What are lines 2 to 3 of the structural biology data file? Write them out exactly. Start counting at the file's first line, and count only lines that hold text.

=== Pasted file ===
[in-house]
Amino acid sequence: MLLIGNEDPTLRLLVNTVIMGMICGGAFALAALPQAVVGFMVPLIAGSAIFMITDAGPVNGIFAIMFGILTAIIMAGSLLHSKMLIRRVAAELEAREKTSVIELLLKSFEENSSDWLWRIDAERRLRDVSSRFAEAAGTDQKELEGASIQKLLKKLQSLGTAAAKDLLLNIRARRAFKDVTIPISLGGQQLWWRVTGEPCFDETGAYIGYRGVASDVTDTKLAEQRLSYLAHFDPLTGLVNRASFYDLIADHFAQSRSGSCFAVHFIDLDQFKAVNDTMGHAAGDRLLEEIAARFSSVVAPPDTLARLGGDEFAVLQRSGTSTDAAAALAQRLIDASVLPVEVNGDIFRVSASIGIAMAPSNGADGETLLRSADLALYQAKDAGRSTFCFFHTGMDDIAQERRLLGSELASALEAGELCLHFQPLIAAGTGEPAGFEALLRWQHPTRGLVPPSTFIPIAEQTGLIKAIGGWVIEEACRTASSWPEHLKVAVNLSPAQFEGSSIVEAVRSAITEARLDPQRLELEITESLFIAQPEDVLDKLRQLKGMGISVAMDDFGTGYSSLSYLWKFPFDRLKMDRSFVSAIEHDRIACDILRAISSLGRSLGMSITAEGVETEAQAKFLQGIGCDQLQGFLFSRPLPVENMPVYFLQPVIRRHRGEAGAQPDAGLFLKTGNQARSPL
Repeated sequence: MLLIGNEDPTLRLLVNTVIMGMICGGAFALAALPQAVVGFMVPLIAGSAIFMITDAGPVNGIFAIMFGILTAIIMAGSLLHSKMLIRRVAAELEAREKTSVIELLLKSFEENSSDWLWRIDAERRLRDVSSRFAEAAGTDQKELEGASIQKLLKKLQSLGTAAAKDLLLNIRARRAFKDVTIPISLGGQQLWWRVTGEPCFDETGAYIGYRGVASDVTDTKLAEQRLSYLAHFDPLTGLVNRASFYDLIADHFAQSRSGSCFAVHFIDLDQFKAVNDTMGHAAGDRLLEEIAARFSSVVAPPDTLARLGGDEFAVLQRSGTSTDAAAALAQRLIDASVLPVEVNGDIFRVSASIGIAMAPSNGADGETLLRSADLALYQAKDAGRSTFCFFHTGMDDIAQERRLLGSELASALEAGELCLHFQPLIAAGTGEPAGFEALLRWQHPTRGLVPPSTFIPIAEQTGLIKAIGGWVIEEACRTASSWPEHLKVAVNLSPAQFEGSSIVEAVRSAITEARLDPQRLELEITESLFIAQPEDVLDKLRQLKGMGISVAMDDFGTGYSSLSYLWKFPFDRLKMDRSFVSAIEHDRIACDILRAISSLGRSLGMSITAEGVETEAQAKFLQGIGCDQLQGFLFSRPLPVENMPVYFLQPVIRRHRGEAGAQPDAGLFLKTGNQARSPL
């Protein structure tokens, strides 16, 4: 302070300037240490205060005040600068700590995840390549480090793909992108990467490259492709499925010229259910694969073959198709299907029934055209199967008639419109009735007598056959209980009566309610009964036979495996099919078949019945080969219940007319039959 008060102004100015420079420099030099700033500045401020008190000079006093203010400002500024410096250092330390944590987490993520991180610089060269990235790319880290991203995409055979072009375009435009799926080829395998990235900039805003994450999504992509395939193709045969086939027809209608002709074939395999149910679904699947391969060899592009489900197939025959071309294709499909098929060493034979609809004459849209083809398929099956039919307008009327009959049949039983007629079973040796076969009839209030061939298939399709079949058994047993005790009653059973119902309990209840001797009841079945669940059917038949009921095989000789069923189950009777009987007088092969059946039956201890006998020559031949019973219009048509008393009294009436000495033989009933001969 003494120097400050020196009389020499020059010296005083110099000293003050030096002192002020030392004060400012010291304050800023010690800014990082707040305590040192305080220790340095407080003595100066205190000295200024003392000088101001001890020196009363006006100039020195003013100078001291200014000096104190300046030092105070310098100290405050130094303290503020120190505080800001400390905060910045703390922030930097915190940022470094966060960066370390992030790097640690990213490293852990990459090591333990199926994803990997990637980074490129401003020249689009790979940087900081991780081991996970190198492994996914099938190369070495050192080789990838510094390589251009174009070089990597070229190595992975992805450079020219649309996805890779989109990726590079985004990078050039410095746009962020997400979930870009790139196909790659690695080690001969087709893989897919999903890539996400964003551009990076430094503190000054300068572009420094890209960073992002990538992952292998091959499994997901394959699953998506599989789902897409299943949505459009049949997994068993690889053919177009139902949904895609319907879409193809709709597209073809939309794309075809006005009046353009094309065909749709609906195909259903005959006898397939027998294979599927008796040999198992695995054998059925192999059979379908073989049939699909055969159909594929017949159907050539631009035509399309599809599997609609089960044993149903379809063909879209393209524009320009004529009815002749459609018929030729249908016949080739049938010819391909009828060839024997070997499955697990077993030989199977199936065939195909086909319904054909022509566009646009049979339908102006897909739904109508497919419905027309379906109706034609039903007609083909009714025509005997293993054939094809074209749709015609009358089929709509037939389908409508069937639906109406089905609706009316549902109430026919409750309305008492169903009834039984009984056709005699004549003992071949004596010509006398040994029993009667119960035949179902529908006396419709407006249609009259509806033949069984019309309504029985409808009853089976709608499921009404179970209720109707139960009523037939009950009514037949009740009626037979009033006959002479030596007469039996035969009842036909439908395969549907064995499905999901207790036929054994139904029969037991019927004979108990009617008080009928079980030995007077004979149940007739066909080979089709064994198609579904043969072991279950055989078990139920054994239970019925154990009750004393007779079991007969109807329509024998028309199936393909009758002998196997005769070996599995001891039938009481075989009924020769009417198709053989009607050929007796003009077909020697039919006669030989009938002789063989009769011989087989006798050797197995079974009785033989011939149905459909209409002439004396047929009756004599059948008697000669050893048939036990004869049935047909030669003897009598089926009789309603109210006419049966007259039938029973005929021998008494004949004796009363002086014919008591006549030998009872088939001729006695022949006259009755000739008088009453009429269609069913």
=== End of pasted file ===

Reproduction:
Amino acid sequence: MLLIGNEDPTLRLLVNTVIMGMICGGAFALAALPQAVVGFMVPLIAGSAIFMITDAGPVNGIFAIMFGILTAIIMAGSLLHSKMLIRRVAAELEAREKTSVIELLLKSFEENSSDWLWRIDAERRLRDVSSRFAEAAGTDQKELEGASIQKLLKKLQSLGTAAAKDLLLNIRARRAFKDVTIPISLGGQQLWWRVTGEPCFDETGAYIGYRGVASDVTDTKLAEQRLSYLAHFDPLTGLVNRASFYDLIADHFAQSRSGSCFAVHFIDLDQFKAVNDTMGHAAGDRLLEEIAARFSSVVAPPDTLARLGGDEFAVLQRSGTSTDAAAALAQRLIDASVLPVEVNGDIFRVSASIGIAMAPSNGADGETLLRSADLALYQAKDAGRSTFCFFHTGMDDIAQERRLLGSELASALEAGELCLHFQPLIAAGTGEPAGFEALLRWQHPTRGLVPPSTFIPIAEQTGLIKAIGGWVIEEACRTASSWPEHLKVAVNLSPAQFEGSSIVEAVRSAITEARLDPQRLELEITESLFIAQPEDVLDKLRQLKGMGISVAMDDFGTGYSSLSYLWKFPFDRLKMDRSFVSAIEHDRIACDILRAISSLGRSLGMSITAEGVETEAQAKFLQGIGCDQLQGFLFSRPLPVENMPVYFLQPVIRRHRGEAGAQPDAGLFLKTGNQARSPL
Repeated sequence: MLLIGNEDPTLRLLVNTVIMGMICGGAFALAALPQAVVGFMVPLIAGSAIFMITDAGPVNGIFAIMFGILTAIIMAGSLLHSKMLIRRVAAELEAREKTSVIELLLKSFEENSSDWLWRIDAERRLRDVSSRFAEAAGTDQKELEGASIQKLLKKLQSLGTAAAKDLLLNIRARRAFKDVTIPISLGGQQLWWRVTGEPCFDETGAYIGYRGVASDVTDTKLAEQRLSYLAHFDPLTGLVNRASFYDLIADHFAQSRSGSCFAVHFIDLDQFKAVNDTMGHAAGDRLLEEIAARFSSVVAPPDTLARLGGDEFAVLQRSGTSTDAAAALAQRLIDASVLPVEVNGDIFRVSASIGIAMAPSNGADGETLLRSADLALYQAKDAGRSTFCFFHTGMDDIAQERRLLGSELASALEAGELCLHFQPLIAAGTGEPAGFEALLRWQHPTRGLVPPSTFIPIAEQTGLIKAIGGWVIEEACRTASSWPEHLKVAVNLSPAQFEGSSIVEAVRSAITEARLDPQRLELEITESLFIAQPEDVLDKLRQLKGMGISVAMDDFGTGYSSLSYLWKFPFDRLKMDRSFVSAIEHDRIACDILRAISSLGRSLGMSITAEGVETEAQAKFLQGIGCDQLQGFLFSRPLPVENMPVYFLQPVIRRHRGEAGAQPDAGLFLKTGNQARSPL